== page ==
The biggest music story to come out of Iceland in 2015 was arguably Vaginaboys, the anonymous, maybe-or-maybe-not-a-supergroup, masked electro-pop-R&B crusaders who released an EP called ‘Icelandick’, played already iconic sets at Airwaves, and made music that managed to be sexy, sad, weird and creepy all at once—no small feat for a band who dropped their debut single on Soundcloud a little over a year ago, with no fanfare to speak of. Their videos have also left a mark on our collective psyche—VHS-ripped images of woman simulating sex acts on colorful backgrounds, 80s-esque neon logos emblazoned across the screen. What makes Vaginaboys seem so fresh is their amazing aesthetic sense: it’s clear that everything they do is painstakingly thought-out, calibrated and unveiled accordingly. Nonchalance is so 2000s.
In keeping with seasonal tradition, they even released a wonky Christmas song last month, “Jólalag” (“Christmas Song”), complete with sleigh bells and their own trademark autotuned vocals. It seems like, from their name to their approach to marketing (or lack thereof), Vaginaboys expertly walk the line between comedy and seriousness, novelty and sincerity, sex and love.
It’s fitting that our expert panel decided to name their début single, “Elskan af því bara,” as Song Of The Year 2015. A nice cap to a good year.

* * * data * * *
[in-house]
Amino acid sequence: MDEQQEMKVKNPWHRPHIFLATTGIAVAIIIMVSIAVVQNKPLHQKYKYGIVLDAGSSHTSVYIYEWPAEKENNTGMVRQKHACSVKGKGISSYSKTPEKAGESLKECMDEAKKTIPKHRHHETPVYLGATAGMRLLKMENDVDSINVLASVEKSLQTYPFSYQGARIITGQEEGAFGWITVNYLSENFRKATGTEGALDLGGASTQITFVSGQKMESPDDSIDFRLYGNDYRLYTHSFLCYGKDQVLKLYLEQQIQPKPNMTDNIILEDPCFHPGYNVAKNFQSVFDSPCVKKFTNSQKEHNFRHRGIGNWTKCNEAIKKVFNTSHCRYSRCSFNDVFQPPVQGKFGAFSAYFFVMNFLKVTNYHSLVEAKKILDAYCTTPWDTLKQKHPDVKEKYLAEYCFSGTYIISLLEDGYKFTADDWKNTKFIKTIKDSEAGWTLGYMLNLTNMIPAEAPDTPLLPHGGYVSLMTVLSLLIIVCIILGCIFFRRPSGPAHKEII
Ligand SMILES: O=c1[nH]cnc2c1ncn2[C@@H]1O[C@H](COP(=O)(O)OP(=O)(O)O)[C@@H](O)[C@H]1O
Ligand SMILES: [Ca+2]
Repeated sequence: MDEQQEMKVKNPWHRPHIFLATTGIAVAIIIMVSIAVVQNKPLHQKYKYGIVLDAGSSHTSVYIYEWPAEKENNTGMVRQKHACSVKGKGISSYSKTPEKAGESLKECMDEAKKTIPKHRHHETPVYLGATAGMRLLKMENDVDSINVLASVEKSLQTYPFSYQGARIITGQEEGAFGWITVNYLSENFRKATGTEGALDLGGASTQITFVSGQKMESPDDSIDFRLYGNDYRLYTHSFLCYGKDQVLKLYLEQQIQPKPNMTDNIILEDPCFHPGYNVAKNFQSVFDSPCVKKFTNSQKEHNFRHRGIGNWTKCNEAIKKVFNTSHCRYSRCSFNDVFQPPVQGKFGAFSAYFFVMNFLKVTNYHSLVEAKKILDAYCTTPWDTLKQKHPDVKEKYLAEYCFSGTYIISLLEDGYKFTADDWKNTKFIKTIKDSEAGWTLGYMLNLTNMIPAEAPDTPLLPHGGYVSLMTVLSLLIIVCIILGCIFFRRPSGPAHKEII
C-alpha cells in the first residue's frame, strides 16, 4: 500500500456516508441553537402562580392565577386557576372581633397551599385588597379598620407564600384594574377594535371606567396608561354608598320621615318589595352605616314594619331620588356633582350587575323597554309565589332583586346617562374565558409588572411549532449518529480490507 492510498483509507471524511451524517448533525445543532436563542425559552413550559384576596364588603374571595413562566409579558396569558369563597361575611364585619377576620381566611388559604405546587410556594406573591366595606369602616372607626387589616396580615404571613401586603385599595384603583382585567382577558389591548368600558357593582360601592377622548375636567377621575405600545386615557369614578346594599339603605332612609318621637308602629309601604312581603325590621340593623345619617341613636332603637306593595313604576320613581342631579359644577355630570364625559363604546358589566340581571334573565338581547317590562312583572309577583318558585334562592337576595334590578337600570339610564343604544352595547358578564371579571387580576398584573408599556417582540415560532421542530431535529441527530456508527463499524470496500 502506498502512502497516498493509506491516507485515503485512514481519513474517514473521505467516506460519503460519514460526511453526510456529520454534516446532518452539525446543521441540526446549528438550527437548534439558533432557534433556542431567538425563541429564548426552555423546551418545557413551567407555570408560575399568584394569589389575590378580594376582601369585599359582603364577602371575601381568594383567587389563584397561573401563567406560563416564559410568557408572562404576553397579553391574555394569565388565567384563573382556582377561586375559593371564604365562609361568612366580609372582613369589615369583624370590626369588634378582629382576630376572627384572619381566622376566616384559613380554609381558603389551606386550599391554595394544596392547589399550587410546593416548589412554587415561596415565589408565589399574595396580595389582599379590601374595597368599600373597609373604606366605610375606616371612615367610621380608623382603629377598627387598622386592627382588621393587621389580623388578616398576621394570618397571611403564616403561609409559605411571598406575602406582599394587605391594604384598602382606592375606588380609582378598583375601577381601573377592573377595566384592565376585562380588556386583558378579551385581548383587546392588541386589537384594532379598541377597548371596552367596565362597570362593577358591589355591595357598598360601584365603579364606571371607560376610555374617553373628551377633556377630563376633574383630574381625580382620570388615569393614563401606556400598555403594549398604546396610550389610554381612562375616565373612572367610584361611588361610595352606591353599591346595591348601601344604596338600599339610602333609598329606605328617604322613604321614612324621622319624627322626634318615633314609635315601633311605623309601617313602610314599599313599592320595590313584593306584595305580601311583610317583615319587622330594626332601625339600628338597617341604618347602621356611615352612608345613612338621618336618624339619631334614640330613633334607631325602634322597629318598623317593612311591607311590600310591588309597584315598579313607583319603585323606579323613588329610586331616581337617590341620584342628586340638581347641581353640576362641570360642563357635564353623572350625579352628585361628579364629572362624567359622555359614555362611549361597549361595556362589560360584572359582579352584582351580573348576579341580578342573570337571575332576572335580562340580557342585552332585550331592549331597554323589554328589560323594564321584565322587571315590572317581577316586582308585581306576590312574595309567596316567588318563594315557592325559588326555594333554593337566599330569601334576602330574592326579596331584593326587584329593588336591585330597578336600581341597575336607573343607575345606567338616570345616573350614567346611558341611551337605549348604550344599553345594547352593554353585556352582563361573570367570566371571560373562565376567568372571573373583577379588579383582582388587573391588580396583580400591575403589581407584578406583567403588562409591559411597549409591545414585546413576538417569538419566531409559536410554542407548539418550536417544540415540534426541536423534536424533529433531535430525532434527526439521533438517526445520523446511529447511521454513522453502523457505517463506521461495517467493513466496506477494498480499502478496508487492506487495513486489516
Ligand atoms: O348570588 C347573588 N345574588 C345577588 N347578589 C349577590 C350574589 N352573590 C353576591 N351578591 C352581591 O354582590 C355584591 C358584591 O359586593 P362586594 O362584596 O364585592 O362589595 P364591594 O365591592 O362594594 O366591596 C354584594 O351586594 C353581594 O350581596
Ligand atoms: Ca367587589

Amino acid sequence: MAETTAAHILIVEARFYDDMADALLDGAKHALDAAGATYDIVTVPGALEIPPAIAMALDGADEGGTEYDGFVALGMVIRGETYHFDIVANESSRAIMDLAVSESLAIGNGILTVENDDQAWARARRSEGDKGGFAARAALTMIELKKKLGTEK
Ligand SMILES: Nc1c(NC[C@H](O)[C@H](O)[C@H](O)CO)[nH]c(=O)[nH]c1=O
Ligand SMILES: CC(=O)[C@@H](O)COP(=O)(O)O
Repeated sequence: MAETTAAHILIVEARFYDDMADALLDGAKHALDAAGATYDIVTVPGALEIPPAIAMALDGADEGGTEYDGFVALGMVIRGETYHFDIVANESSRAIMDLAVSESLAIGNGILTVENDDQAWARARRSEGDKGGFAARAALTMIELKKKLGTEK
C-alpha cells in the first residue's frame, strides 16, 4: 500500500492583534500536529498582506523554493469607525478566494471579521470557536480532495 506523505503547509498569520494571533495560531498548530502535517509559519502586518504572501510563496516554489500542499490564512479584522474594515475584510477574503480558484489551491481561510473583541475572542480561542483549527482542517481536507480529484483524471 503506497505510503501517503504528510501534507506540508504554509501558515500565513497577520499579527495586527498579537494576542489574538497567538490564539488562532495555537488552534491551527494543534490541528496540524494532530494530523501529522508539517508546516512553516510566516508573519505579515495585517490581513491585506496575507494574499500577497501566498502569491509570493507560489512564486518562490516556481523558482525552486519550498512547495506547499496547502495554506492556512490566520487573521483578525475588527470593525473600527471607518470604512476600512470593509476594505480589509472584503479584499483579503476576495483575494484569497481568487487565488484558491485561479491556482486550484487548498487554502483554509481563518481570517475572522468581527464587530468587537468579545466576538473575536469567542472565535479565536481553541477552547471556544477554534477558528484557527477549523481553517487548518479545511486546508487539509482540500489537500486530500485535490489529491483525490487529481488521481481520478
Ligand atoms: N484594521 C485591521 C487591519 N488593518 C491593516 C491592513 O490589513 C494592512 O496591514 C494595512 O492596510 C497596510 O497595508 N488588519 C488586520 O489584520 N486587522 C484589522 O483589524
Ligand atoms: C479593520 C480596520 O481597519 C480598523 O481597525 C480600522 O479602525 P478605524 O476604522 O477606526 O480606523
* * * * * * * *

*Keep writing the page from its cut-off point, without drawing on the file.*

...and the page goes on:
We caught up with an anonymous Vaginaboy over email right after ringing in the New Year, and it turns out they are setting their sights on new horizons in 2016, between expanding their live show out of Iceland, writing songs in English, and just generally spreading the gospel far and wide. Godspeed, Vaginaboys. Godspeed.
WHAT A YEAR!
What is your best Vaginaboys-related memory of 2015? Shows, lyric, audience?
Oh where should we begin! Well, we just started doing shows in May, and a lot has been going on for us since, fortunately. To be honest, I guess our best memory is how our debut song blew up and we just took it from there. Around the beginning of the year Sin Fang’s Sindri asked us if we could perform with them, which resulted in our debut concert at Húrra. It was amazing to see so many people show up, and the reception we got was really heartwarming. We played a lot of shows after that, and most of them were pretty packed. We did five shows at Airwaves and every single one of them went beyond our expectations. It was also kind of sexy to get a call from KEXP to perform for their sound and camera crew at the KEX Hostel, to wake up a few tourists.
It’s always interesting, yet unusual, when non-English pop acts with an obvious potential for international success choose to sing in their native language. Why do Vaginaboys sing in Icelandic?
Yeah. We just kind of felt like it. It’s easier to relate to natives through their own language. I guess people in Iceland were seeking more love-inspired music in their native language.
A lot of the time, performing anonymously adds a level of immediate notoriety to your band (think: Daft Punk, The Knife, Burial, etc). What exactly is the reason Vaginaboys decide to wear masks?
Yeah, it’s funny. The reason is that we don’t really aspire to become publicly known faces. We do music for our love of music rather than to reach some kind of social status, and if we wouldn’t perform, very few people could potentially relate to our music. It’s basically done to keep our private stuff private, and our music stuff music.